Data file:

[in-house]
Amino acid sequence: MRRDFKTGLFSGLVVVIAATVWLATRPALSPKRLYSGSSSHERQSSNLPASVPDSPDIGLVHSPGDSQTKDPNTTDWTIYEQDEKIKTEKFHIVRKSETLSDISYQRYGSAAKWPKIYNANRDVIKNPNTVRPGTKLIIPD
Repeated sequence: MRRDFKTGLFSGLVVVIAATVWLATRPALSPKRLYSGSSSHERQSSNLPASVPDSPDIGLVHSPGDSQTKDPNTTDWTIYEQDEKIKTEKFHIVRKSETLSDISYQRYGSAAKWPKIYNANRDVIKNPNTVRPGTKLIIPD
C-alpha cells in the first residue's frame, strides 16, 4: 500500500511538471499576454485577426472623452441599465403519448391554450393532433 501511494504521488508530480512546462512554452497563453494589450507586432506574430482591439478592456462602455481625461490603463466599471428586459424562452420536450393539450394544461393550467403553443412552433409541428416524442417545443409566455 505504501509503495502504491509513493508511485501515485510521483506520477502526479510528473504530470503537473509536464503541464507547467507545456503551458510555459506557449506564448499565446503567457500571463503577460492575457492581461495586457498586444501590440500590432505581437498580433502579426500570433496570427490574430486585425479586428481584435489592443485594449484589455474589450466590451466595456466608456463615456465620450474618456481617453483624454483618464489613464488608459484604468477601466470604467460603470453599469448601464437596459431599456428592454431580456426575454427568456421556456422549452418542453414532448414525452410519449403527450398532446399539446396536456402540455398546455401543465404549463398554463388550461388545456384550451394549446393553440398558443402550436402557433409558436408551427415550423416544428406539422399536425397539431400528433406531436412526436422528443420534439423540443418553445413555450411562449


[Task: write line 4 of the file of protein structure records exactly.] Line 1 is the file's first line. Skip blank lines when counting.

C-alpha cells in the first residue's frame, strides 16, 4: 500500500511538471499576454485577426472623452441599465403519448391554450393532433 501511494504521488508530480512546462512554452497563453494589450507586432506574430482591439478592456462602455481625461490603463466599471428586459424562452420536450393539450394544461393550467403553443412552433409541428416524442417545443409566455 505504501509503495502504491509513493508511485501515485510521483506520477502526479510528473504530470503537473509536464503541464507547467507545456503551458510555459506557449506564448499565446503567457500571463503577460492575457492581461495586457498586444501590440500590432505581437498580433502579426500570433496570427490574430486585425479586428481584435489592443485594449484589455474589450466590451466595456466608456463615456465620450474618456481617453483624454483618464489613464488608459484604468477601466470604467460603470453599469448601464437596459431599456428592454431580456426575454427568456421556456422549452418542453414532448414525452410519449403527450398532446399539446396536456402540455398546455401543465404549463398554463388550461388545456384550451394549446393553440398558443402550436402557433409558436408551427415550423416544428406539422399536425397539431400528433406531436412526436422528443420534439423540443418553445413555450411562449